After the accident, White Dread was charged with being a public nuisance and ordered to pay a slap-on-the-wrist fine, and when the school heard about it, they expelled her. It’s clearly not my fault that her life went tits up, but she has decided to blame me for it anyway. She dropped the cardboard sign act, so I’ve never had a chance to confront her in person, but I know without doubt she’s behind the twisted harassment campaign that has plagued me ever since.

Every time I show my work anywhere, no matter what alias I use – Art I. Fischel, Sid No1ever – the same tone and tenor of feedback seems to magically appear. Sometimes it’s in the form of published reviews (“Mister Fischel seems to believe evoking pity will earn him admiration,” and sometimes it’s sarcastic comments made at close range (“Sheesh. Mel N. Colly? I’d love to be this guy’s therapist.”)  Call me paranoid, but, I’m sorry, the odds of the phrase “phony pretentious crybaby” coming up in 11 out of my 11 gallery shows is a bit absurd, even within art reviewing circles. Eye of the beholder my ass.

The real bitch of it is, I can’t charge her with anything. To call it stalking, you’ve got to prove the person has made a credible threat to your safety. I mean, what am I gonna say?  Help me, officer, my creative life-force is being crippled by a vicious anti-muse?

What this vicious anti-muse doesn’t realize, though – what she’s failed to consider ever since the launch of her entire calculated design – is that I am not one to let my circumstances define me. Like the great psychologist Carl Jung once said, “I am not what has happened to me; I am what I choose to become.”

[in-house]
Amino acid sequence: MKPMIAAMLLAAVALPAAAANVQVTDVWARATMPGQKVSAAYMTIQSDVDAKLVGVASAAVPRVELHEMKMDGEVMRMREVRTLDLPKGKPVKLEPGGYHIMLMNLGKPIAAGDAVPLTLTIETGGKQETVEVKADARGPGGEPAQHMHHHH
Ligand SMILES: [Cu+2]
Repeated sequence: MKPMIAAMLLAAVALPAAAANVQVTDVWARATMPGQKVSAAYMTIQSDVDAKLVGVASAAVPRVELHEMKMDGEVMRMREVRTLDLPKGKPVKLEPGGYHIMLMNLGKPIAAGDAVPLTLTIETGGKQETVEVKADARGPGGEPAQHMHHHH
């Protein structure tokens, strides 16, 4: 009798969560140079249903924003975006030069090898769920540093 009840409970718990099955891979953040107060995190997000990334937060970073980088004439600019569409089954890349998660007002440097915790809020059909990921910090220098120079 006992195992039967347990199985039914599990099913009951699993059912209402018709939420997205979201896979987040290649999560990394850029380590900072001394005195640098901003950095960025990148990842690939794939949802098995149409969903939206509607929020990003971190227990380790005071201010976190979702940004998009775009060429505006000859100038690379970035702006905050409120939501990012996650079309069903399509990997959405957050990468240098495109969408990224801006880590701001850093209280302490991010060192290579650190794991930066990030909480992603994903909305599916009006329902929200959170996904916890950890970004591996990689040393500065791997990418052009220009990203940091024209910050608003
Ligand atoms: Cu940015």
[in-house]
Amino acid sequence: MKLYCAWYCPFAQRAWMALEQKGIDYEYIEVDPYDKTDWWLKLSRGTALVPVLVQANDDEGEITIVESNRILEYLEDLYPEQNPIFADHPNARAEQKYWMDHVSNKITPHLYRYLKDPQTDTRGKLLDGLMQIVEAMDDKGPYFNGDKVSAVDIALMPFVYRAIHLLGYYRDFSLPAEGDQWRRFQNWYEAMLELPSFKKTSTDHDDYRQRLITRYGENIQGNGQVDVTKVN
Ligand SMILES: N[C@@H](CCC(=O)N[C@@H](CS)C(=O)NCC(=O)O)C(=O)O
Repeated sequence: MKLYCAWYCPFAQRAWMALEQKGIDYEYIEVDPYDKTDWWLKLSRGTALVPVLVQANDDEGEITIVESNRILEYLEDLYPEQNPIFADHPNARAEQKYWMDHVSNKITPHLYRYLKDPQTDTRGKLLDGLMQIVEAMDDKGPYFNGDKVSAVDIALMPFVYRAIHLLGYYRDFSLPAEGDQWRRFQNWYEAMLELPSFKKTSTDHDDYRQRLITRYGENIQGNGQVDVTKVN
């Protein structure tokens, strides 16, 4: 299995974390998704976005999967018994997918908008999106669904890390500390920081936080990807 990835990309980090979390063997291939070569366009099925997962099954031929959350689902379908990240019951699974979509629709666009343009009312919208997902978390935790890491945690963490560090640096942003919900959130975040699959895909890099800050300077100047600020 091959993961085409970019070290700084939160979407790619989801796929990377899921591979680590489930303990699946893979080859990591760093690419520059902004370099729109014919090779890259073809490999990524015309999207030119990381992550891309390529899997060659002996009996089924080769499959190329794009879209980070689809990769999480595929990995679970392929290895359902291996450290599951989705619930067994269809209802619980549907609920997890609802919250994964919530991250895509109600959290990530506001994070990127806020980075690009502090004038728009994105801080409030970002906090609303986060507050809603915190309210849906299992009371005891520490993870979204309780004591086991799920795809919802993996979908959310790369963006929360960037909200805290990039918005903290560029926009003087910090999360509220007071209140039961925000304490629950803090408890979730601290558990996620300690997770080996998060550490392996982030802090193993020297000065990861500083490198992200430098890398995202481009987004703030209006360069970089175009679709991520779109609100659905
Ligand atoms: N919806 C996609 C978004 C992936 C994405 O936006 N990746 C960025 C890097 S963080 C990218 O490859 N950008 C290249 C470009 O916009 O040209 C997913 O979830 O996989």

The medicine cabinet makes an ominous creaking sound as I open it to pull out the sharpest blade I own, a souvenir straight razor from Germany. I originally bought it for its folding sandalwood handle, which seemed like a good defense against my tendency for self-harm. It’s time for resolute action, I say to myself. Time to lay down a clear intention amidst all this chaos.

Once the last traces of shadow are gone from my face, I turn things up a notch, dig out my electric shaver and give myself a Mohawk. My rebranding is almost complete, then the perfect new trade name hits me like a semi through a plexiglass window; Justin Sane. If they’re gonna call me crazy anyway, I might as well embrace it. Let White Dread think she’s won for a minute. Let her think she’s finally nudged me right off the slippery edge of reason.

Then let her stop and realize, it’s all just part of the show.

 

Gina Yates‘ debut novel, NARCISSUS NOBODY, is slated for release in 2021 by Three Rooms Press. Her short fiction has appeared in Ghost Parachute, Typishly, Literally Stories, and others. She lives in Albuquerque, New Mexico, where in addition to writing she owns an eclectic vintage clothing shop. Her other claim to fame is being the youngest daughter of the late literary author Richard Yates.